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Augé emulates Jacky Durand

Stéphane Augé (Fra) Cofidis

Stéphane Augé (Fra) Cofidis (Image credit: Sirotti)

By Jean-François Quénet in Compiègne

Every Tour de France has one rider who is destined to spend hundreds of kilometres in futile breakaways. In the past, that honour belonged to a rider by the name of Jacky Durand, but this year is has been inherited by another Frenchman, Stéphane Augé. Ever since Durand soloed to victory over 217 kilometres in the 1992 Tour of Flanders, few have dared to dream as big. Now, the mantle has been passed to Cofidis' Augé, and he has taken the mountain leader's jersey along with his breakaway reputation after a valiant bridge to the break on stage three.

"Now I've even realized that it can work," said Augé, who has a stage of the Tour of Poland, of the Tour of Germany and of the Tour du Limousin on his record book. He also won Cholet-Pays de Loire this year, although he was the only Cofidis rider in a large breakaway. Already named most aggressive rider after stage one, his successful bridge to the stage three breakaway on the way into Compiègne, Augé finds a higher purpose by riding in front of the peloton.

When he turned pro with Festina in 2000 at the late age of 26, Stéphane Augé had no idea whether or not he would have a long career. He was talking about taking over the family farm in Poey-de-Lescar, near Pau, but now he has found his place in cycling. After moving to Jean Delatour, then Crédit Agricole and now Cofidis, Augé has become a rider that the younger professionals can look up to and get advice from.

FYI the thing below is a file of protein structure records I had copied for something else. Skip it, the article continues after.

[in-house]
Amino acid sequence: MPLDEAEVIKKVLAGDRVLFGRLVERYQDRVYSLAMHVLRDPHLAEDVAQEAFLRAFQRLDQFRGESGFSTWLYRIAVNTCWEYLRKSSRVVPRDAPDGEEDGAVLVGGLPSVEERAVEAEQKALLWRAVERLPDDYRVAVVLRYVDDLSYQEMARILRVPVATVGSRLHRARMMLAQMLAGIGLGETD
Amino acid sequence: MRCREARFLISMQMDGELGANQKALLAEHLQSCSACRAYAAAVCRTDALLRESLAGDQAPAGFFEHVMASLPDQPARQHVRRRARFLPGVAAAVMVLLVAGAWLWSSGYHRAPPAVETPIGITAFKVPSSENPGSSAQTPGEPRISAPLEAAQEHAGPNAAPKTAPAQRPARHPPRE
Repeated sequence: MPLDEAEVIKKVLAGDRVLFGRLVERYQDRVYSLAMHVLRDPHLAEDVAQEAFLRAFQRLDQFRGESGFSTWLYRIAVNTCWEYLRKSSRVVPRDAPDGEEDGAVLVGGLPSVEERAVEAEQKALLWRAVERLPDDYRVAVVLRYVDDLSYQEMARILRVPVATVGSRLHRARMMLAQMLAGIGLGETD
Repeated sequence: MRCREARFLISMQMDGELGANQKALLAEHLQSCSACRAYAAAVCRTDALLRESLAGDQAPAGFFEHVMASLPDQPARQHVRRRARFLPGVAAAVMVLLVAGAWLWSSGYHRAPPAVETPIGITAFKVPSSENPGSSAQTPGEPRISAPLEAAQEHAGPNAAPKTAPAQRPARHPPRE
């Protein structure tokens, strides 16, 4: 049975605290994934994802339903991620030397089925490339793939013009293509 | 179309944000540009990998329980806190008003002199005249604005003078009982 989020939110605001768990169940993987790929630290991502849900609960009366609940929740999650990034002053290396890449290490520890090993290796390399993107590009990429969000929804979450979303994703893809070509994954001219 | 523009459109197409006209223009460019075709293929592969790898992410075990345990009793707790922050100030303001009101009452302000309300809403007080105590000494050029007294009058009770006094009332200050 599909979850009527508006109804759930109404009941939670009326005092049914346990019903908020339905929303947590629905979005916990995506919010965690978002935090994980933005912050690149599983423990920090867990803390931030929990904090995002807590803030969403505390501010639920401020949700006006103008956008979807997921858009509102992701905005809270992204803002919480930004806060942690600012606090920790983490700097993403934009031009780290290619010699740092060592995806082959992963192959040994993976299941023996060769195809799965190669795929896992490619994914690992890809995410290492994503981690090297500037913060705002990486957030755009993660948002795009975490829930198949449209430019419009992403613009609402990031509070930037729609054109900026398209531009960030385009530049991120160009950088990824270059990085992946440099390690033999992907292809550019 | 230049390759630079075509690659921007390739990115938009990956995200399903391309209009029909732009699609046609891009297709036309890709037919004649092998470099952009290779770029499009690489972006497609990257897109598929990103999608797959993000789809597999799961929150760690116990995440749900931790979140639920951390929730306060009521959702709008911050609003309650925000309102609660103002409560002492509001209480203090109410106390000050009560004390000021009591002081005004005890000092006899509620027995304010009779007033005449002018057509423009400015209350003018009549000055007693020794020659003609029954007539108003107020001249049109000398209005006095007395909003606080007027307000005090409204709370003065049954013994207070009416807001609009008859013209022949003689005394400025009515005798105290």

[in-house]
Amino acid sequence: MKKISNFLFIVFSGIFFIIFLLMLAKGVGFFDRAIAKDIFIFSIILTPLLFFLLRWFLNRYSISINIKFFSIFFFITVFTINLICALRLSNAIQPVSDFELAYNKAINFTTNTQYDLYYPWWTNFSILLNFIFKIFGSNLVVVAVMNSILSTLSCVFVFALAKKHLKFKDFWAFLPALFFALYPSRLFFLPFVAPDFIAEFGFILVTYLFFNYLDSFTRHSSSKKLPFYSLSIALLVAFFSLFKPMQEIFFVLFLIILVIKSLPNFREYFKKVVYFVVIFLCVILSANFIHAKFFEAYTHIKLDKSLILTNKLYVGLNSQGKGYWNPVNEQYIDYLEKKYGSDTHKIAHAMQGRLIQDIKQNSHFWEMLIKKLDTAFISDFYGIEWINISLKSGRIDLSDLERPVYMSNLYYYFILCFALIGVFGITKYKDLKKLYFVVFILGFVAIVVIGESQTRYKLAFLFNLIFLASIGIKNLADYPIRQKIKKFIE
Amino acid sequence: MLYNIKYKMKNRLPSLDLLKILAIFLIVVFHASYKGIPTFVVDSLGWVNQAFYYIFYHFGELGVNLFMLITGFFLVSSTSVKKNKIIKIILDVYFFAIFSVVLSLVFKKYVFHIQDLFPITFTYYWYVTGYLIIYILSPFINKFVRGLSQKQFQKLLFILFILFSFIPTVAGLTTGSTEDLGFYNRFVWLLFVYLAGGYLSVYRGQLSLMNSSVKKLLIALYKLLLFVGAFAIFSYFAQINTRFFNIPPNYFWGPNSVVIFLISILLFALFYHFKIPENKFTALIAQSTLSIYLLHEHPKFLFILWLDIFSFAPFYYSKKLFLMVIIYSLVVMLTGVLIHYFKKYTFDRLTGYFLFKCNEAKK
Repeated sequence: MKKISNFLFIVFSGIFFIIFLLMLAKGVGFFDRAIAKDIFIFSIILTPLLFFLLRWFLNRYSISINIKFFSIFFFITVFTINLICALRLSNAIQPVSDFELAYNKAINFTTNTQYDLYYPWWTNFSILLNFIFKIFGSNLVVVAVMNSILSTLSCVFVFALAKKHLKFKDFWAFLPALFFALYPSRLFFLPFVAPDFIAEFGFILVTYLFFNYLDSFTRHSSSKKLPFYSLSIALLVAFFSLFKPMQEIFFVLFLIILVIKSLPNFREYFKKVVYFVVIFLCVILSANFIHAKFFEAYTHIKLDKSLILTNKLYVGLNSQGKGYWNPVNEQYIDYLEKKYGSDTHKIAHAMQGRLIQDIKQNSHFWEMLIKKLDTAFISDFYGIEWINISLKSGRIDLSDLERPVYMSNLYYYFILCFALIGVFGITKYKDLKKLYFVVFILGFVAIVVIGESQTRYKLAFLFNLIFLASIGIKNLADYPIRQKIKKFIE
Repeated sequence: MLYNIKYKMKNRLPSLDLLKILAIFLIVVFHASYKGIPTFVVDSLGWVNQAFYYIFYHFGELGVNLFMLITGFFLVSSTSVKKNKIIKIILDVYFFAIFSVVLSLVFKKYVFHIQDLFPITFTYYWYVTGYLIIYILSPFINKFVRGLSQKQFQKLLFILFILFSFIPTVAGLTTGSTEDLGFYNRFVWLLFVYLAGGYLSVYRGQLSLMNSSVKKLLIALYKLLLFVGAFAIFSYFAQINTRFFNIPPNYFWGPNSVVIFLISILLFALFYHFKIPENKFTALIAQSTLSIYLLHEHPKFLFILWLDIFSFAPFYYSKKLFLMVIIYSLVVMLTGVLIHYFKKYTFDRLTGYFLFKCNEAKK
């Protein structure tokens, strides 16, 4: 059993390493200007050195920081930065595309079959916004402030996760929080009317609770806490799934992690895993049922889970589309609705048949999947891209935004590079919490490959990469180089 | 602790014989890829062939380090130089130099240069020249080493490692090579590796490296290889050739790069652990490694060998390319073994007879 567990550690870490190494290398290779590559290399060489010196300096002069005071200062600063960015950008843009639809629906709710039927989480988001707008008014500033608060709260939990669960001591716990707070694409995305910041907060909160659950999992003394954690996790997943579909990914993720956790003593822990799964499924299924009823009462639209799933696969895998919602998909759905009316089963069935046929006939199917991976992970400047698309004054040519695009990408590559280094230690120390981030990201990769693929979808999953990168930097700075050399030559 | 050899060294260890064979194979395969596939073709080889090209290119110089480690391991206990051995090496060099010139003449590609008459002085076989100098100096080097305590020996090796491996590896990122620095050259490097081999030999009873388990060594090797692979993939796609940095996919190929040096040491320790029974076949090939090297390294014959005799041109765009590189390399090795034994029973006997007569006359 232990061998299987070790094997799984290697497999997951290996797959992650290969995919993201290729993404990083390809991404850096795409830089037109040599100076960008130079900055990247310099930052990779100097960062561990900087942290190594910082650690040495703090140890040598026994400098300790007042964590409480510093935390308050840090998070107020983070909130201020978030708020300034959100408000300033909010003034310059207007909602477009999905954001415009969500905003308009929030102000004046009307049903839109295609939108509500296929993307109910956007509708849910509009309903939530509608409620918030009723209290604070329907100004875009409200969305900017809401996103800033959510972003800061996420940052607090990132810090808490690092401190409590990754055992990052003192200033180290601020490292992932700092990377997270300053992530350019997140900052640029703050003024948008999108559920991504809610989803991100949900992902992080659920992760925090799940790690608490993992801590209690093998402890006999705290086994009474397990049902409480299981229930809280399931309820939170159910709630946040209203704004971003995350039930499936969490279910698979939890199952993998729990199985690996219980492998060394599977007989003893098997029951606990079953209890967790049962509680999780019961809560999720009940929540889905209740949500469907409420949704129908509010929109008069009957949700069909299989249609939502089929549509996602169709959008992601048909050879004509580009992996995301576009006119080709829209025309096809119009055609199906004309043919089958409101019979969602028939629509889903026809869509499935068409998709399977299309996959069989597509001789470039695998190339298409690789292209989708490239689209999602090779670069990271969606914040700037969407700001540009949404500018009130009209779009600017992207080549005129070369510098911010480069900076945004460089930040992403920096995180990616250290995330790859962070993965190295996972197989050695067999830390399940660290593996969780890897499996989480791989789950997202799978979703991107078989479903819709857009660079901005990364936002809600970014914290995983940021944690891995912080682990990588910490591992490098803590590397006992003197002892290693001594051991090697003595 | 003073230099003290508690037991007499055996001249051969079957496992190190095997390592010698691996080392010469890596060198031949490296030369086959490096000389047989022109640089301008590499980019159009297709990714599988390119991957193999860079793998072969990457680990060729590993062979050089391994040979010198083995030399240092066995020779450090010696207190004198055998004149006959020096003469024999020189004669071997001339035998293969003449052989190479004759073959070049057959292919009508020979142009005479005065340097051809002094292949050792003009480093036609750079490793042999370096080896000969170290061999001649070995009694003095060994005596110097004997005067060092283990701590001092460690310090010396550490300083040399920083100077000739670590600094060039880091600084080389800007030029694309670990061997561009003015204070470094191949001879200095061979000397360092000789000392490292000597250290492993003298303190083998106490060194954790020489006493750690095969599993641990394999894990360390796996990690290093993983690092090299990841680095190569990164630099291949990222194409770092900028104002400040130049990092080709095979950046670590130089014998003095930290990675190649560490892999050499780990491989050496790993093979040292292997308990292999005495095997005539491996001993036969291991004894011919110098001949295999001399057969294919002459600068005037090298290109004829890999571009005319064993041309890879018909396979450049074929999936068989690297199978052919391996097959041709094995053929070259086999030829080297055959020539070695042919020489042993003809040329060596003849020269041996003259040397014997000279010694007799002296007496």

Augé reckons the best way to teach is to lead by example by going for the breakaways. When he rode away for 175 kilometres on stage one, he said he didn't worry. "I do about 3000 kilometres of breakaway yearly anyway," he said. "And believe me: I'll break clear again because I want to be awarded as the most aggressive rider of the Tour de France." That title used to be Jacky Durand's speciality.

"With the experience, I get to know how to win," he commented after the stage one finish in Canterbury. He was frustrated because his realistic goal for that day was to put on the polka dot jersey. He was equal on points with David Millar at the end, but the Scot got the jersey because of his higher ranking on the general classification.

Inspired to experience the adulation of the crowd from one Tour podium, Augé went for the single climb on stage three as his last chance for glory. "At least I'll have this jersey for one day," he said.

Aged 33, Augé knows how to make himself popular. We'll see more of him during the 2007 Tour de France because he seriously intends to succeed David De La Fuente and Oscar Pereiro, the last two winners of the "Prix de la Combativité" – the most aggressive rider competition – for which journalists, former champions and members of the organization vote every day."

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